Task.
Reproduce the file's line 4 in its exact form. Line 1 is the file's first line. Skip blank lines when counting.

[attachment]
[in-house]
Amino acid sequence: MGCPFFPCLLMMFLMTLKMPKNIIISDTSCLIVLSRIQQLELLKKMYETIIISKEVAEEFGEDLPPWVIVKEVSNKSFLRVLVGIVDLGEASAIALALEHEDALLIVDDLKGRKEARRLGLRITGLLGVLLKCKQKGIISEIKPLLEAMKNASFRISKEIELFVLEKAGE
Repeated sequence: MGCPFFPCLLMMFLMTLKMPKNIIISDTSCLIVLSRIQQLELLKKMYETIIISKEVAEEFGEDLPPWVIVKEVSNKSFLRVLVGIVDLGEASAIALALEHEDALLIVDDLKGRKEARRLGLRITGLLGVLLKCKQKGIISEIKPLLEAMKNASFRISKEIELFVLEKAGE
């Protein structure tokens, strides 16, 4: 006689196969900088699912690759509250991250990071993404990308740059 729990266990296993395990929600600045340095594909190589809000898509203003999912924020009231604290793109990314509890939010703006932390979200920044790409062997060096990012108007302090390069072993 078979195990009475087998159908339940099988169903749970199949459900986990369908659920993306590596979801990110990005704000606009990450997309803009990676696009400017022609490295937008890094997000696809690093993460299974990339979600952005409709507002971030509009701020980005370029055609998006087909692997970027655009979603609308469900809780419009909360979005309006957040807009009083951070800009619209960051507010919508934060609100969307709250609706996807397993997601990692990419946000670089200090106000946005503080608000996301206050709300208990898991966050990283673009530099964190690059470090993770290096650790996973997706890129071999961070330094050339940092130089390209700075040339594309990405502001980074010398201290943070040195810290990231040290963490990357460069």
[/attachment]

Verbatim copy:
């Protein structure tokens, strides 16, 4: 006689196969900088699912690759509250991250990071993404990308740059 729990266990296993395990929600600045340095594909190589809000898509203003999912924020009231604290793109990314509890939010703006932390979200920044790409062997060096990012108007302090390069072993 078979195990009475087998159908339940099988169903749970199949459900986990369908659920993306590596979801990110990005704000606009990450997309803009990676696009400017022609490295937008890094997000696809690093993460299974990339979600952005409709507002971030509009701020980005370029055609998006087909692997970027655009979603609308469900809780419009909360979005309006957040807009009083951070800009619209960051507010919508934060609100969307709250609706996807397993997601990692990419946000670089200090106000946005503080608000996301206050709300208990898991966050990283673009530099964190690059470090993770290096650790996973997706890129071999961070330094050339940092130089390209700075040339594309990405502001980074010398201290943070040195810290990231040290963490990357460069």